Solvent, octane rating standard
Solvent in oil extraction, cleaning

Heptane and Hexane Definitions


A seven-carbon alkane hydrocarbon.
Heptane is often used as a reference in fuel octane ratings.


A six-carbon alkane hydrocarbon.
Hexane is extensively used in the extraction of edible oils from seeds.


A hydrocarbon used in chemical synthesis.
Heptane was a key reactant in the organic synthesis process.


A chemical compound with the formula C6H14.
Hexane is a common solvent in the industrial sector.


A chemical compound with the formula C7H16.
Heptane is less volatile than its lower carbon counterparts.


A volatile solvent used in various industrial processes.
Hexane's volatility makes it effective for quick drying applications.


A solvent in various laboratory and industrial applications.
Heptane was used to clean the laboratory equipment.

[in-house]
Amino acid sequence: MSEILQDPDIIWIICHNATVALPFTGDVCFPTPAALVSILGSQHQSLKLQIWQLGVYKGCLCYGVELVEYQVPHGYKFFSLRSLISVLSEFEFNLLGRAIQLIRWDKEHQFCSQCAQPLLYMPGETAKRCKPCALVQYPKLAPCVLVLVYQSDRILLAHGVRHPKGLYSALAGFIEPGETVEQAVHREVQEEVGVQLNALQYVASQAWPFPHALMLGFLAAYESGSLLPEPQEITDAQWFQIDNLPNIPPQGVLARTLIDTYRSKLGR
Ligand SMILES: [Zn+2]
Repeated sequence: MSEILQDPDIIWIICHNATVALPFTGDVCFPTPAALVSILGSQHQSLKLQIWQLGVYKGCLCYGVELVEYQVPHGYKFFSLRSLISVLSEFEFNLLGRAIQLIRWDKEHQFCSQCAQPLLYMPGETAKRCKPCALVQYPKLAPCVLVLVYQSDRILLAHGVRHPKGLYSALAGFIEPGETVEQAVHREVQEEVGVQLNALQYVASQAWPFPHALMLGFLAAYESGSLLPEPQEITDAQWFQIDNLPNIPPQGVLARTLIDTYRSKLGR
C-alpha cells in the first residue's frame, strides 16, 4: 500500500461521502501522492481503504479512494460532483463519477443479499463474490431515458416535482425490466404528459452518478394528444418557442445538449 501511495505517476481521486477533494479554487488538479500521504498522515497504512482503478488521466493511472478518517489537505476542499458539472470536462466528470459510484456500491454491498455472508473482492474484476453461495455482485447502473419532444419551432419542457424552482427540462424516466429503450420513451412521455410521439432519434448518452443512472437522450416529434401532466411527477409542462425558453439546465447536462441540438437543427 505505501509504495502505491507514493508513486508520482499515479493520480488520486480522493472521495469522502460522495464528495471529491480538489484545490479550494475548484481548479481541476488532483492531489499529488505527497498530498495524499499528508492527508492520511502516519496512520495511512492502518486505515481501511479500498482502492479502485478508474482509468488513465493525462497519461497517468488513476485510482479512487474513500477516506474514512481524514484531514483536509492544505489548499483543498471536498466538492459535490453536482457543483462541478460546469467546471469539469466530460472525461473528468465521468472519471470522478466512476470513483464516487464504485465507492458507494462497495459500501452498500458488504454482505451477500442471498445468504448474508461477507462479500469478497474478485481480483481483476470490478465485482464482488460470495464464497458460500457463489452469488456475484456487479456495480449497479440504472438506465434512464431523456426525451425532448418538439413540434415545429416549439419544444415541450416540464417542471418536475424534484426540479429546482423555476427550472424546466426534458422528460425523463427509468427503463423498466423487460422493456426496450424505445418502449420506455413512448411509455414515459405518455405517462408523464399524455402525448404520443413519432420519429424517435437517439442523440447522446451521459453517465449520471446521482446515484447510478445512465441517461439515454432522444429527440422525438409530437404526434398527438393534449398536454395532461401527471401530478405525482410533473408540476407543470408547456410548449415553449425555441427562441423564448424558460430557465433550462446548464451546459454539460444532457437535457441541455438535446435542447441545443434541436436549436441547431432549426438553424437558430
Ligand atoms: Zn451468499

A constituent in gasoline.
Hexane contributes to the overall octane rating of gasoline.


A component in gasoline and other fuels.
The presence of heptane improves the fuel's combustion quality.


A hydrocarbon used in organic chemistry.
Hexane was used to dissolve reactants in an experiment.


Any of several isomeric, volatile, colorless, highly flammable liquid hydrocarbons, C7H16, obtained in the fractional distillation of petroleum and used as solvents. The straight-chain isomer is also used as a standard in determining octane ratings and as an anesthetic.


Any of several isomeric colorless flammable liquid hydrocarbons, C6H14, derived from the fractional distillation of petroleum and used as a solvent and as a working fluid in low-temperature thermometers.